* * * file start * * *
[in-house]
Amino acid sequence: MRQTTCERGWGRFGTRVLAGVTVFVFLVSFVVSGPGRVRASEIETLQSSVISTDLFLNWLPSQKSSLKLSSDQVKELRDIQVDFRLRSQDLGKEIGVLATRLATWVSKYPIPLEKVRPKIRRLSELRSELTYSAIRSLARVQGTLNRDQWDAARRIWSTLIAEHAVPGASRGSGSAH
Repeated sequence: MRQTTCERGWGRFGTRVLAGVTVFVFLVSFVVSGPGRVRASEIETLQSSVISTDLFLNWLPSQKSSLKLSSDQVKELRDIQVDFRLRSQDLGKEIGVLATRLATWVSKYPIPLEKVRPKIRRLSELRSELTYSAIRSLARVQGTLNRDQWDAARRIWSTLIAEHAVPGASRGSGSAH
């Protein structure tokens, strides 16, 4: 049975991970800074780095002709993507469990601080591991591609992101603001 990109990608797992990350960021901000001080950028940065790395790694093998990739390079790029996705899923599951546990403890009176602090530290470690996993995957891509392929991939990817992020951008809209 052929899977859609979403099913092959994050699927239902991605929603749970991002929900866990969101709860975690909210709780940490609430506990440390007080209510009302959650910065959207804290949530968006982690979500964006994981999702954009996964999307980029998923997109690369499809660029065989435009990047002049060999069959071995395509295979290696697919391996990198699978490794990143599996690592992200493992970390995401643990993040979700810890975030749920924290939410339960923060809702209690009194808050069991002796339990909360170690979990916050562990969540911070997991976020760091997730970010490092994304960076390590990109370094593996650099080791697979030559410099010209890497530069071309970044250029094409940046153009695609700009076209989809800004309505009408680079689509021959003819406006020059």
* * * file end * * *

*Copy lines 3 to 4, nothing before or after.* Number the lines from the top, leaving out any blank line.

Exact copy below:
Repeated sequence: MRQTTCERGWGRFGTRVLAGVTVFVFLVSFVVSGPGRVRASEIETLQSSVISTDLFLNWLPSQKSSLKLSSDQVKELRDIQVDFRLRSQDLGKEIGVLATRLATWVSKYPIPLEKVRPKIRRLSELRSELTYSAIRSLARVQGTLNRDQWDAARRIWSTLIAEHAVPGASRGSGSAH
């Protein structure tokens, strides 16, 4: 049975991970800074780095002709993507469990601080591991591609992101603001 990109990608797992990350960021901000001080950028940065790395790694093998990739390079790029996705899923599951546990403890009176602090530290470690996993995957891509392929991939990817992020951008809209 052929899977859609979403099913092959994050699927239902991605929603749970991002929900866990969101709860975690909210709780940490609430506990440390007080209510009302959650910065959207804290949530968006982690979500964006994981999702954009996964999307980029998923997109690369499809660029065989435009990047002049060999069959071995395509295979290696697919391996990198699978490794990143599996690592992200493992970390995401643990993040979700810890975030749920924290939410339960923060809702209690009194808050069991002796339990909360170690979990916050562990969540911070997991976020760091997730970010490092994304960076390590990109370094593996650099080791697979030559410099010209890497530069071309970044250029094409940046153009695609700009076209989809800004309505009408680079689509021959003819406006020059």